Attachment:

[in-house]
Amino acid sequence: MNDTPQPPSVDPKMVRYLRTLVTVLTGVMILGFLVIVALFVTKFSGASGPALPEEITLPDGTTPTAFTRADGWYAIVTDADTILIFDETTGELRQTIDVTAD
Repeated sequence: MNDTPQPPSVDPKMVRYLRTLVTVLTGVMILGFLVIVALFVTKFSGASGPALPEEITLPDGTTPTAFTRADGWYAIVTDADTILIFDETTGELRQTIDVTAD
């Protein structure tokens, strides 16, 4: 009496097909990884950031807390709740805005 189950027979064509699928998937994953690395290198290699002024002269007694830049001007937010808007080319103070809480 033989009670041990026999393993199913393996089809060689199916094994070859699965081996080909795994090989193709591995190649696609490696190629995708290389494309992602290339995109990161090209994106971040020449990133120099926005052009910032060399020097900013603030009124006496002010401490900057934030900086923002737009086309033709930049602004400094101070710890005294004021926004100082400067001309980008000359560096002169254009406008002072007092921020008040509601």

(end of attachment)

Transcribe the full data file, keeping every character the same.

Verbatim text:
[in-house]
Amino acid sequence: MNDTPQPPSVDPKMVRYLRTLVTVLTGVMILGFLVIVALFVTKFSGASGPALPEEITLPDGTTPTAFTRADGWYAIVTDADTILIFDETTGELRQTIDVTAD
Repeated sequence: MNDTPQPPSVDPKMVRYLRTLVTVLTGVMILGFLVIVALFVTKFSGASGPALPEEITLPDGTTPTAFTRADGWYAIVTDADTILIFDETTGELRQTIDVTAD
């Protein structure tokens, strides 16, 4: 009496097909990884950031807390709740805005 189950027979064509699928998937994953690395290198290699002024002269007694830049001007937010808007080319103070809480 033989009670041990026999393993199913393996089809060689199916094994070859699965081996080909795994090989193709591995190649696609490696190629995708290389494309992602290339995109990161090209994106971040020449990133120099926005052009910032060399020097900013603030009124006496002010401490900057934030900086923002737009086309033709930049602004400094101070710890005294004021926004100082400067001309980008000359560096002169254009406008002072007092921020008040509601």